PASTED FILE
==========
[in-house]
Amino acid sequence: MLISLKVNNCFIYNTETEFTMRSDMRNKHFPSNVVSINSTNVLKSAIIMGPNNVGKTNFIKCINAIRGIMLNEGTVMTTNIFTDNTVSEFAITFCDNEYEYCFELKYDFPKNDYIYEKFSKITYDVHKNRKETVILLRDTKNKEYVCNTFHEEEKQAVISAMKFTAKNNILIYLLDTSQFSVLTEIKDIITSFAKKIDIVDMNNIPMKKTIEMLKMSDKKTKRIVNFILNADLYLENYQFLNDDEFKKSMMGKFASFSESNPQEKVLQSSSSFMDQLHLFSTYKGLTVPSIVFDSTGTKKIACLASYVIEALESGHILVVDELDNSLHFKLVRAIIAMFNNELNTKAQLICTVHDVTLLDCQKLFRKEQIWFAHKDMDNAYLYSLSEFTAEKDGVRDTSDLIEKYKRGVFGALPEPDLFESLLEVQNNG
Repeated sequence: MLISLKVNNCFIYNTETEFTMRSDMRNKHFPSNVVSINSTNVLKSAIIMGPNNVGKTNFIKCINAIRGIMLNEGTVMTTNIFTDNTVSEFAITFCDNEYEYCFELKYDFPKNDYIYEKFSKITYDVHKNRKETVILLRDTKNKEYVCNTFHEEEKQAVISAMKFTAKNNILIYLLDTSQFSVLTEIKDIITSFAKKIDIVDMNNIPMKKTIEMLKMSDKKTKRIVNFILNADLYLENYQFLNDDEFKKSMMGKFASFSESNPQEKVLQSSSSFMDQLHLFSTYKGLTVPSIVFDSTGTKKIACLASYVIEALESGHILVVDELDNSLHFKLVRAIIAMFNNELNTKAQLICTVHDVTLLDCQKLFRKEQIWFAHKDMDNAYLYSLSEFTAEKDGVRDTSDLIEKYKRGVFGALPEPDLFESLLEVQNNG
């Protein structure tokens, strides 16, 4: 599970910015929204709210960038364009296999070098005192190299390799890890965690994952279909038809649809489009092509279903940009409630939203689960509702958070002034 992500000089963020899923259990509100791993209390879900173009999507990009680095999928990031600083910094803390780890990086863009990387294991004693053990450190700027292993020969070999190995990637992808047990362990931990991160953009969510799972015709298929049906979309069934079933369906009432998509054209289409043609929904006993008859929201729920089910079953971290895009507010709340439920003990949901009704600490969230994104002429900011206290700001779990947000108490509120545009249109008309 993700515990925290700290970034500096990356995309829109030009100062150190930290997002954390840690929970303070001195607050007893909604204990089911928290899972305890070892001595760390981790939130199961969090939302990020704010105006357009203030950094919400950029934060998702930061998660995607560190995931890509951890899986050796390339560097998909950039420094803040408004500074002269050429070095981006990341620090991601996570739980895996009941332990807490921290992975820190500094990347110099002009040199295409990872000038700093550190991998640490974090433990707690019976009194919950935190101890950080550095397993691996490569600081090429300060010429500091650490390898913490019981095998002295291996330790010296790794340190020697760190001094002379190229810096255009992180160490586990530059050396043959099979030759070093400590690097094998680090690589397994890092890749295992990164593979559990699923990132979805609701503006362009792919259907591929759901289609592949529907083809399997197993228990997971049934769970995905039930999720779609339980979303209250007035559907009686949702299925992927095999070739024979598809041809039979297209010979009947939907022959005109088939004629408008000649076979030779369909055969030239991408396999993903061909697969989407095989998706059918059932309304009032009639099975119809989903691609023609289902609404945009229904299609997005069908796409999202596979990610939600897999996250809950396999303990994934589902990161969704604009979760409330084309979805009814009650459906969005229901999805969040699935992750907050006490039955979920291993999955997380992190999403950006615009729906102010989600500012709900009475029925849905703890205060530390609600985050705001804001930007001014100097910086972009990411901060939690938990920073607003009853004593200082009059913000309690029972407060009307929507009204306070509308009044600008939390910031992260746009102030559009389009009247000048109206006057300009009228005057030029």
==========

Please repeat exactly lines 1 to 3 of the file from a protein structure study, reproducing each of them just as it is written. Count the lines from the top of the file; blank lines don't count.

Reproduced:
[in-house]
Amino acid sequence: MLISLKVNNCFIYNTETEFTMRSDMRNKHFPSNVVSINSTNVLKSAIIMGPNNVGKTNFIKCINAIRGIMLNEGTVMTTNIFTDNTVSEFAITFCDNEYEYCFELKYDFPKNDYIYEKFSKITYDVHKNRKETVILLRDTKNKEYVCNTFHEEEKQAVISAMKFTAKNNILIYLLDTSQFSVLTEIKDIITSFAKKIDIVDMNNIPMKKTIEMLKMSDKKTKRIVNFILNADLYLENYQFLNDDEFKKSMMGKFASFSESNPQEKVLQSSSSFMDQLHLFSTYKGLTVPSIVFDSTGTKKIACLASYVIEALESGHILVVDELDNSLHFKLVRAIIAMFNNELNTKAQLICTVHDVTLLDCQKLFRKEQIWFAHKDMDNAYLYSLSEFTAEKDGVRDTSDLIEKYKRGVFGALPEPDLFESLLEVQNNG
Repeated sequence: MLISLKVNNCFIYNTETEFTMRSDMRNKHFPSNVVSINSTNVLKSAIIMGPNNVGKTNFIKCINAIRGIMLNEGTVMTTNIFTDNTVSEFAITFCDNEYEYCFELKYDFPKNDYIYEKFSKITYDVHKNRKETVILLRDTKNKEYVCNTFHEEEKQAVISAMKFTAKNNILIYLLDTSQFSVLTEIKDIITSFAKKIDIVDMNNIPMKKTIEMLKMSDKKTKRIVNFILNADLYLENYQFLNDDEFKKSMMGKFASFSESNPQEKVLQSSSSFMDQLHLFSTYKGLTVPSIVFDSTGTKKIACLASYVIEALESGHILVVDELDNSLHFKLVRAIIAMFNNELNTKAQLICTVHDVTLLDCQKLFRKEQIWFAHKDMDNAYLYSLSEFTAEKDGVRDTSDLIEKYKRGVFGALPEPDLFESLLEVQNNG